You might be wondering why you need an estate plan when you're young, don't have much in assets, and maybe don’t have an estate to begin with. Well actually, you do have an estate and more assets than you’re probably aware of. So many millennials share this misconception that estate planning is something of importance to the elderly, but the scary reality we tend to ignore is that death can find us at any age. In the unfortunate event of your early passing, here’s why you need an estate strategy.
1. You need a will and testament
You may not have much in savings yet, but that doesn’t disregard the importance of having a Will. Wills are in place for reasons other than solely transferring assets from one generation to the next. They can be used for determining who will receive your valuable personal items in the event of your early passing, such as your car, electronics, jewelry, collectibles, or anything else that you decide.
2. You need a Durable Power of Attorney, Living Will, and Healthcare Proxy
These are all crucial documents that need to be in place in the event of your legal incapacity. A Durable Power of Attorney enables a trusted agent to manage your personal affairs in the event that you are unable to. A Living Will explains your end-of-life medical wishes. It becomes effective when you no longer have the ability to communicate your own desires and has no power after death. It addresses your personal medical preferences, such as whether or not you want to be left on life support, as well as other medical details in regard to tube feeding, pain medications and more.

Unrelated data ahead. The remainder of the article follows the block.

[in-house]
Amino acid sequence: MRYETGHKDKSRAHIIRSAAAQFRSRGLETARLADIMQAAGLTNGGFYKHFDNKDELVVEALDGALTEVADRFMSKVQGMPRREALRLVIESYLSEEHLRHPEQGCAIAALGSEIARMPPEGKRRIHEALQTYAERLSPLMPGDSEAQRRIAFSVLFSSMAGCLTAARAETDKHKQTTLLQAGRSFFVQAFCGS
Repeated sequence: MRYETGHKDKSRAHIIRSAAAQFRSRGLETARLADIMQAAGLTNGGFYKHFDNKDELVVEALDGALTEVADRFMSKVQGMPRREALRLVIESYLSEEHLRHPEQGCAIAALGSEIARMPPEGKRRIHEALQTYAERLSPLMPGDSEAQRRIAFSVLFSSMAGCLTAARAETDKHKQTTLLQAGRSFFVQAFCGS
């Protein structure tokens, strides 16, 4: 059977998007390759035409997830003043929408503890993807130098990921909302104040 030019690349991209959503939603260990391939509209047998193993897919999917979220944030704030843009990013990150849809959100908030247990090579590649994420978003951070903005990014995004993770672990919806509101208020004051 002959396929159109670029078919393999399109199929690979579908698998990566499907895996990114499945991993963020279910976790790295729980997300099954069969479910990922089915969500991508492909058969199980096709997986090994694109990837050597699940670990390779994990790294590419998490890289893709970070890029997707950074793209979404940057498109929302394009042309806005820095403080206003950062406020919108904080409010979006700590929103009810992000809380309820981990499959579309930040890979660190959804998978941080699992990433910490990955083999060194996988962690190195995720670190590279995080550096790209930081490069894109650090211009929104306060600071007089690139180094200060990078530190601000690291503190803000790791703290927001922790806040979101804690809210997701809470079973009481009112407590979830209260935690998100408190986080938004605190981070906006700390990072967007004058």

3. Protect your Children
Maybe you don’t have any children, but if you do, it’s crucial that you name their guardians or else a dispute is likely to occur in the court room. You’re able to leave assets to a trust for the benefit of the children in the event that both parents are to pass away. You’ll then want to consider naming a trustee manager. The guardian and trust manager can be the same person but are often times different people.
4. Protect your pets
That’s right, your beloved furry companions need protection too. All animals should be taken account for, whether it be horses, dogs, or even guinea pigs. Consider who you’ll designate to resume care of your pets proceeding your passing to ensure your animal’s needs are met. To reduce the burden, it’s a wise idea to set aside money in your estate plan specifically for the continued care of your pets.
5. Protect your Digital Assets
Growing up on the internet means Millennials tend to have a pretty large digital footprint. All of your digital assets including social media accounts, photos, online blog, emails, and online bank accounts need to be accounted for when establishing your estate strategy. It’s important that you name someone to assume authority over your digital assets in the event of your passing. This entails creating a list of username and passwords to all of your accounts and providing instructions for the accounts detailing how you wish for them to be handled.
6. Prepare for the cost of burial expenses
Do you want to be cremated, buried, or donated? An estate plan will address how you’d like to be memorialized. Unfortunately, funerals are a costly event. According to Parting.com, the cost of a traditional North American funeral ranges between $7,000 and $10,000. This total accounts for the service cost at a funeral home, cemetery burial and headstone installation. No estate strategy means potentially burdening loved ones with a substantial bill to cover these costs.
Don’t make the mistake of thinking that estate planning is only for the elderly. Remember that NO ONE is immortal. Establishing an estate strategy is an in-depth process that will require time and prep work, but it’s an important component to financial security.